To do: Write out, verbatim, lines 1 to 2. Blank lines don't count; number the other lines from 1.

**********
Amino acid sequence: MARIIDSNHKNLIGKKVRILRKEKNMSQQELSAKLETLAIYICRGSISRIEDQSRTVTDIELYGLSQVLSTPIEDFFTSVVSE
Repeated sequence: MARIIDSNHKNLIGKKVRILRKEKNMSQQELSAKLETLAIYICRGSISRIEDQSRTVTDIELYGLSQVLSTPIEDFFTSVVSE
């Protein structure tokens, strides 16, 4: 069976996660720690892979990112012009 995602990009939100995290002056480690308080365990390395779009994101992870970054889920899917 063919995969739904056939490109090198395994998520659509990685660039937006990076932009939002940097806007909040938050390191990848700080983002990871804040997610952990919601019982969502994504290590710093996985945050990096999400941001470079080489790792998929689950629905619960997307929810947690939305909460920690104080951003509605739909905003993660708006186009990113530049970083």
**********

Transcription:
Amino acid sequence: MARIIDSNHKNLIGKKVRILRKEKNMSQQELSAKLETLAIYICRGSISRIEDQSRTVTDIELYGLSQVLSTPIEDFFTSVVSE
Repeated sequence: MARIIDSNHKNLIGKKVRILRKEKNMSQQELSAKLETLAIYICRGSISRIEDQSRTVTDIELYGLSQVLSTPIEDFFTSVVSE